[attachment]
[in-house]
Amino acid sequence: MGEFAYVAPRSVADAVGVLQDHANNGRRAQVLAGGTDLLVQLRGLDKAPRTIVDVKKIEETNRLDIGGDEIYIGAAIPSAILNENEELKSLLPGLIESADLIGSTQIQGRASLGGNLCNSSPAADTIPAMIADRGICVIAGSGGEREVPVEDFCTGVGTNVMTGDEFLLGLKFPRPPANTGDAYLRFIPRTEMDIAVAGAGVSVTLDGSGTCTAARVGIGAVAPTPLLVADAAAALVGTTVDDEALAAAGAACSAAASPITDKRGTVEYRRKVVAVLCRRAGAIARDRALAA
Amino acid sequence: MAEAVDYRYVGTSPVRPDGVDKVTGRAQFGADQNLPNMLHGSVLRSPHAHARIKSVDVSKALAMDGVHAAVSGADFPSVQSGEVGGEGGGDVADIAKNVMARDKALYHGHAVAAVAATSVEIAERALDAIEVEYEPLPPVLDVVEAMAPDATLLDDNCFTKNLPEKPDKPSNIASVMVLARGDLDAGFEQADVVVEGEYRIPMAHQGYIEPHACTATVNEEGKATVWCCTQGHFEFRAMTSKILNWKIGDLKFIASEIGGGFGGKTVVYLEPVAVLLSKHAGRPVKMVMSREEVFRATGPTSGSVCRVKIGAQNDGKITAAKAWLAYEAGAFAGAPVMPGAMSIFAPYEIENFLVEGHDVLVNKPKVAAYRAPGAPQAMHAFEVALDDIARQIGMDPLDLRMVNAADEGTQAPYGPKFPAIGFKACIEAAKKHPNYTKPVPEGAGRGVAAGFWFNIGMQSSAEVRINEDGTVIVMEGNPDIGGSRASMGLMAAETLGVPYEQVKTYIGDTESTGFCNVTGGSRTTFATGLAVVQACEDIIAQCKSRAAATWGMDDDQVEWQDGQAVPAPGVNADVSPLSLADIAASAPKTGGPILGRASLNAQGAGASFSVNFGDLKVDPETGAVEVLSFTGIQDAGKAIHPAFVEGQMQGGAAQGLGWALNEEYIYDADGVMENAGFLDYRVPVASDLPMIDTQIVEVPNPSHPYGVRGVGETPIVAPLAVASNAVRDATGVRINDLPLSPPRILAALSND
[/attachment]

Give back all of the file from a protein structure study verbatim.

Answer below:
[in-house]
Amino acid sequence: MGEFAYVAPRSVADAVGVLQDHANNGRRAQVLAGGTDLLVQLRGLDKAPRTIVDVKKIEETNRLDIGGDEIYIGAAIPSAILNENEELKSLLPGLIESADLIGSTQIQGRASLGGNLCNSSPAADTIPAMIADRGICVIAGSGGEREVPVEDFCTGVGTNVMTGDEFLLGLKFPRPPANTGDAYLRFIPRTEMDIAVAGAGVSVTLDGSGTCTAARVGIGAVAPTPLLVADAAAALVGTTVDDEALAAAGAACSAAASPITDKRGTVEYRRKVVAVLCRRAGAIARDRALAA
Amino acid sequence: MAEAVDYRYVGTSPVRPDGVDKVTGRAQFGADQNLPNMLHGSVLRSPHAHARIKSVDVSKALAMDGVHAAVSGADFPSVQSGEVGGEGGGDVADIAKNVMARDKALYHGHAVAAVAATSVEIAERALDAIEVEYEPLPPVLDVVEAMAPDATLLDDNCFTKNLPEKPDKPSNIASVMVLARGDLDAGFEQADVVVEGEYRIPMAHQGYIEPHACTATVNEEGKATVWCCTQGHFEFRAMTSKILNWKIGDLKFIASEIGGGFGGKTVVYLEPVAVLLSKHAGRPVKMVMSREEVFRATGPTSGSVCRVKIGAQNDGKITAAKAWLAYEAGAFAGAPVMPGAMSIFAPYEIENFLVEGHDVLVNKPKVAAYRAPGAPQAMHAFEVALDDIARQIGMDPLDLRMVNAADEGTQAPYGPKFPAIGFKACIEAAKKHPNYTKPVPEGAGRGVAAGFWFNIGMQSSAEVRINEDGTVIVMEGNPDIGGSRASMGLMAAETLGVPYEQVKTYIGDTESTGFCNVTGGSRTTFATGLAVVQACEDIIAQCKSRAAATWGMDDDQVEWQDGQAVPAPGVNADVSPLSLADIAASAPKTGGPILGRASLNAQGAGASFSVNFGDLKVDPETGAVEVLSFTGIQDAGKAIHPAFVEGQMQGGAAQGLGWALNEEYIYDADGVMENAGFLDYRVPVASDLPMIDTQIVEVPNPSHPYGVRGVGETPIVAPLAVASNAVRDATGVRINDLPLSPPRILAALSND